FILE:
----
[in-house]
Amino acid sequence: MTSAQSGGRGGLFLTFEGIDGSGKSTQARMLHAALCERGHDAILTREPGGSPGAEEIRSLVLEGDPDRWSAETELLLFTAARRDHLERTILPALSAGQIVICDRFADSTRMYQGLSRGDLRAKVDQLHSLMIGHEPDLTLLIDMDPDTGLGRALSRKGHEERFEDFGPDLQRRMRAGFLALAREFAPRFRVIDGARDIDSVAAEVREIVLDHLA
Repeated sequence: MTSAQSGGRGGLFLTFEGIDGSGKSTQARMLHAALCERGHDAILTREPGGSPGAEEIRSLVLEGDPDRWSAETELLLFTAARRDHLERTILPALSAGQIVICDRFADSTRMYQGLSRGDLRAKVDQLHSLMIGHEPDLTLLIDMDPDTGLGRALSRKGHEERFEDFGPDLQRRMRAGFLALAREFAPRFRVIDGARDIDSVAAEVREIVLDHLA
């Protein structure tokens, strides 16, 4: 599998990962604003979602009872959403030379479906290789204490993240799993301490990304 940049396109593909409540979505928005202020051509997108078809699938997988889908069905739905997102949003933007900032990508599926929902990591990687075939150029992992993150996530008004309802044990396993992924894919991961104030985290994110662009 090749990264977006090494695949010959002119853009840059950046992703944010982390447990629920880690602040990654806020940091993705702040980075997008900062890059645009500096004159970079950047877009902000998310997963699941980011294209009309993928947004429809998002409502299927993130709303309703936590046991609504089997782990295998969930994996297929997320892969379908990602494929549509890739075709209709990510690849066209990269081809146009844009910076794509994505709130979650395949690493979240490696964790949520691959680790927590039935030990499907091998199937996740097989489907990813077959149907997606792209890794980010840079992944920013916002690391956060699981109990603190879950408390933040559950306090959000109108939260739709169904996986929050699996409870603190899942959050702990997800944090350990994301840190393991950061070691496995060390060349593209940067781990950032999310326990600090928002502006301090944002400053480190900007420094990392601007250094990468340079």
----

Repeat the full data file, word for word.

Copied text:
[in-house]
Amino acid sequence: MTSAQSGGRGGLFLTFEGIDGSGKSTQARMLHAALCERGHDAILTREPGGSPGAEEIRSLVLEGDPDRWSAETELLLFTAARRDHLERTILPALSAGQIVICDRFADSTRMYQGLSRGDLRAKVDQLHSLMIGHEPDLTLLIDMDPDTGLGRALSRKGHEERFEDFGPDLQRRMRAGFLALAREFAPRFRVIDGARDIDSVAAEVREIVLDHLA
Repeated sequence: MTSAQSGGRGGLFLTFEGIDGSGKSTQARMLHAALCERGHDAILTREPGGSPGAEEIRSLVLEGDPDRWSAETELLLFTAARRDHLERTILPALSAGQIVICDRFADSTRMYQGLSRGDLRAKVDQLHSLMIGHEPDLTLLIDMDPDTGLGRALSRKGHEERFEDFGPDLQRRMRAGFLALAREFAPRFRVIDGARDIDSVAAEVREIVLDHLA
């Protein structure tokens, strides 16, 4: 599998990962604003979602009872959403030379479906290789204490993240799993301490990304 940049396109593909409540979505928005202020051509997108078809699938997988889908069905739905997102949003933007900032990508599926929902990591990687075939150029992992993150996530008004309802044990396993992924894919991961104030985290994110662009 090749990264977006090494695949010959002119853009840059950046992703944010982390447990629920880690602040990654806020940091993705702040980075997008900062890059645009500096004159970079950047877009902000998310997963699941980011294209009309993928947004429809998002409502299927993130709303309703936590046991609504089997782990295998969930994996297929997320892969379908990602494929549509890739075709209709990510690849066209990269081809146009844009910076794509994505709130979650395949690493979240490696964790949520691959680790927590039935030990499907091998199937996740097989489907990813077959149907997606792209890794980010840079992944920013916002690391956060699981109990603190879950408390933040559950306090959000109108939260739709169904996986929050699996409870603190899942959050702990997800944090350990994301840190393991950061070691496995060390060349593209940067781990950032999310326990600090928002502006301090944002400053480190900007420094990392601007250094990468340079």